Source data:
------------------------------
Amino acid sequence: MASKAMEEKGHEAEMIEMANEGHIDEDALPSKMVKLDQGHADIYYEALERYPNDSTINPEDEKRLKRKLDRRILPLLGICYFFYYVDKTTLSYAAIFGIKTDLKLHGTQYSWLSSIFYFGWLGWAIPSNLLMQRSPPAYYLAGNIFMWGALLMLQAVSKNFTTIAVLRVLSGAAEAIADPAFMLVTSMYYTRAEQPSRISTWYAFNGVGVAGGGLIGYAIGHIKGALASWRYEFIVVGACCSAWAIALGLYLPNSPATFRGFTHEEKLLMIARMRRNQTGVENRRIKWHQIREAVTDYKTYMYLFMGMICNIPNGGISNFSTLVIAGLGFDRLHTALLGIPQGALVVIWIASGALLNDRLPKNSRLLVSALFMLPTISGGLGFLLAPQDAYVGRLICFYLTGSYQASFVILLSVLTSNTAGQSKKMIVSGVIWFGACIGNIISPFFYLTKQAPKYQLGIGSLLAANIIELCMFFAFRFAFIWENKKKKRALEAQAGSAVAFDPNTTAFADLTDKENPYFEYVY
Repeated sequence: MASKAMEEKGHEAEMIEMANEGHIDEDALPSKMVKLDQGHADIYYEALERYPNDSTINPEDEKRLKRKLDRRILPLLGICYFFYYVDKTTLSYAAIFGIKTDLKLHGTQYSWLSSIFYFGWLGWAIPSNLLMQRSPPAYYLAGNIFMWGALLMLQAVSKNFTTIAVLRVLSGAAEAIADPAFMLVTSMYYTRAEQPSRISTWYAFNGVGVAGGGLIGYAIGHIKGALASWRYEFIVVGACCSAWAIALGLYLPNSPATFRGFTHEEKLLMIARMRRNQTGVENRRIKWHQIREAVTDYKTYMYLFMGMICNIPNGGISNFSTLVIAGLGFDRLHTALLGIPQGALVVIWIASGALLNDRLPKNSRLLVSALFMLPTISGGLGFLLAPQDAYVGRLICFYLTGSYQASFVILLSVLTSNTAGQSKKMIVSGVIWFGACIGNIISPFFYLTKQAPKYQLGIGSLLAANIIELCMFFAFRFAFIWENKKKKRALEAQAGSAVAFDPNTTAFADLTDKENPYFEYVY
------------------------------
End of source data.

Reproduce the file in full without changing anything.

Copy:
Amino acid sequence: MASKAMEEKGHEAEMIEMANEGHIDEDALPSKMVKLDQGHADIYYEALERYPNDSTINPEDEKRLKRKLDRRILPLLGICYFFYYVDKTTLSYAAIFGIKTDLKLHGTQYSWLSSIFYFGWLGWAIPSNLLMQRSPPAYYLAGNIFMWGALLMLQAVSKNFTTIAVLRVLSGAAEAIADPAFMLVTSMYYTRAEQPSRISTWYAFNGVGVAGGGLIGYAIGHIKGALASWRYEFIVVGACCSAWAIALGLYLPNSPATFRGFTHEEKLLMIARMRRNQTGVENRRIKWHQIREAVTDYKTYMYLFMGMICNIPNGGISNFSTLVIAGLGFDRLHTALLGIPQGALVVIWIASGALLNDRLPKNSRLLVSALFMLPTISGGLGFLLAPQDAYVGRLICFYLTGSYQASFVILLSVLTSNTAGQSKKMIVSGVIWFGACIGNIISPFFYLTKQAPKYQLGIGSLLAANIIELCMFFAFRFAFIWENKKKKRALEAQAGSAVAFDPNTTAFADLTDKENPYFEYVY
Repeated sequence: MASKAMEEKGHEAEMIEMANEGHIDEDALPSKMVKLDQGHADIYYEALERYPNDSTINPEDEKRLKRKLDRRILPLLGICYFFYYVDKTTLSYAAIFGIKTDLKLHGTQYSWLSSIFYFGWLGWAIPSNLLMQRSPPAYYLAGNIFMWGALLMLQAVSKNFTTIAVLRVLSGAAEAIADPAFMLVTSMYYTRAEQPSRISTWYAFNGVGVAGGGLIGYAIGHIKGALASWRYEFIVVGACCSAWAIALGLYLPNSPATFRGFTHEEKLLMIARMRRNQTGVENRRIKWHQIREAVTDYKTYMYLFMGMICNIPNGGISNFSTLVIAGLGFDRLHTALLGIPQGALVVIWIASGALLNDRLPKNSRLLVSALFMLPTISGGLGFLLAPQDAYVGRLICFYLTGSYQASFVILLSVLTSNTAGQSKKMIVSGVIWFGACIGNIISPFFYLTKQAPKYQLGIGSLLAANIIELCMFFAFRFAFIWENKKKKRALEAQAGSAVAFDPNTTAFADLTDKENPYFEYVY